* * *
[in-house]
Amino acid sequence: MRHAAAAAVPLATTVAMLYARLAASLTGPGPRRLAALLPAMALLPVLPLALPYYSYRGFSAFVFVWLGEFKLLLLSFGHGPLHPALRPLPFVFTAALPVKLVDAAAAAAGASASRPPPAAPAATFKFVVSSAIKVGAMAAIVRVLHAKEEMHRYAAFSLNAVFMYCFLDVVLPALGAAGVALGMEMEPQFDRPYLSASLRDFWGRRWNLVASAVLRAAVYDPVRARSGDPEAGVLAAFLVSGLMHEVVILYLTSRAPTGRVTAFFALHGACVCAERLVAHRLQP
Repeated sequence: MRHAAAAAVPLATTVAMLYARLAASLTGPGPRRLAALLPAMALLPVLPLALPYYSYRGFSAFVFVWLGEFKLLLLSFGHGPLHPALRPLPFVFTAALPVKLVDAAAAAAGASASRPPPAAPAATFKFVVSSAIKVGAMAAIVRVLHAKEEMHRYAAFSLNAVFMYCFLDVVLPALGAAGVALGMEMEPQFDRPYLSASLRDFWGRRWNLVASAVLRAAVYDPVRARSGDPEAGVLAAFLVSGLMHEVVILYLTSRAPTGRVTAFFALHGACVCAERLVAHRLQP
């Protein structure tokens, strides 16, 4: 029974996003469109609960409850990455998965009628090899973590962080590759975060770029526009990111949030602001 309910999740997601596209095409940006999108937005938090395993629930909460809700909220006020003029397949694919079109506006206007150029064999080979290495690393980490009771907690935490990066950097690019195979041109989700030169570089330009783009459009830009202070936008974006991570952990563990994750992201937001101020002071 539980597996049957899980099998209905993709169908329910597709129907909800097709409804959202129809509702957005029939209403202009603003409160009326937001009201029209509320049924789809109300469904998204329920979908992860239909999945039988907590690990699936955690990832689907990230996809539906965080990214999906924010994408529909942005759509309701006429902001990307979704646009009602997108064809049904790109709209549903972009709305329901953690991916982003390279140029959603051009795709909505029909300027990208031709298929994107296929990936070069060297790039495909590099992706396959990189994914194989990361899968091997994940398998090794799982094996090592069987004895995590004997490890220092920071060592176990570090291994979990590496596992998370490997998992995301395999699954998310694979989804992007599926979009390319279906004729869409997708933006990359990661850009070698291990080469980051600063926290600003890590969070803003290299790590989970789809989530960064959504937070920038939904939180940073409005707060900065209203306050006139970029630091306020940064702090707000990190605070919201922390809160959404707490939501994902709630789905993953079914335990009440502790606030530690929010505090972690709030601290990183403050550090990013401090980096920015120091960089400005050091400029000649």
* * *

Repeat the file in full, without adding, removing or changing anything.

[in-house]
Amino acid sequence: MRHAAAAAVPLATTVAMLYARLAASLTGPGPRRLAALLPAMALLPVLPLALPYYSYRGFSAFVFVWLGEFKLLLLSFGHGPLHPALRPLPFVFTAALPVKLVDAAAAAAGASASRPPPAAPAATFKFVVSSAIKVGAMAAIVRVLHAKEEMHRYAAFSLNAVFMYCFLDVVLPALGAAGVALGMEMEPQFDRPYLSASLRDFWGRRWNLVASAVLRAAVYDPVRARSGDPEAGVLAAFLVSGLMHEVVILYLTSRAPTGRVTAFFALHGACVCAERLVAHRLQP
Repeated sequence: MRHAAAAAVPLATTVAMLYARLAASLTGPGPRRLAALLPAMALLPVLPLALPYYSYRGFSAFVFVWLGEFKLLLLSFGHGPLHPALRPLPFVFTAALPVKLVDAAAAAAGASASRPPPAAPAATFKFVVSSAIKVGAMAAIVRVLHAKEEMHRYAAFSLNAVFMYCFLDVVLPALGAAGVALGMEMEPQFDRPYLSASLRDFWGRRWNLVASAVLRAAVYDPVRARSGDPEAGVLAAFLVSGLMHEVVILYLTSRAPTGRVTAFFALHGACVCAERLVAHRLQP
């Protein structure tokens, strides 16, 4: 029974996003469109609960409850990455998965009628090899973590962080590759975060770029526009990111949030602001 309910999740997601596209095409940006999108937005938090395993629930909460809700909220006020003029397949694919079109506006206007150029064999080979290495690393980490009771907690935490990066950097690019195979041109989700030169570089330009783009459009830009202070936008974006991570952990563990994750992201937001101020002071 539980597996049957899980099998209905993709169908329910597709129907909800097709409804959202129809509702957005029939209403202009603003409160009326937001009201029209509320049924789809109300469904998204329920979908992860239909999945039988907590690990699936955690990832689907990230996809539906965080990214999906924010994408529909942005759509309701006429902001990307979704646009009602997108064809049904790109709209549903972009709305329901953690991916982003390279140029959603051009795709909505029909300027990208031709298929994107296929990936070069060297790039495909590099992706396959990189994914194989990361899968091997994940398998090794799982094996090592069987004895995590004997490890220092920071060592176990570090291994979990590496596992998370490997998992995301395999699954998310694979989804992007599926979009390319279906004729869409997708933006990359990661850009070698291990080469980051600063926290600003890590969070803003290299790590989970789809989530960064959504937070920038939904939180940073409005707060900065209203306050006139970029630091306020940064702090707000990190605070919201922390809160959404707490939501994902709630789905993953079914335990009440502790606030530690929010505090972690709030601290990183403050550090990013401090980096920015120091960089400005050091400029000649």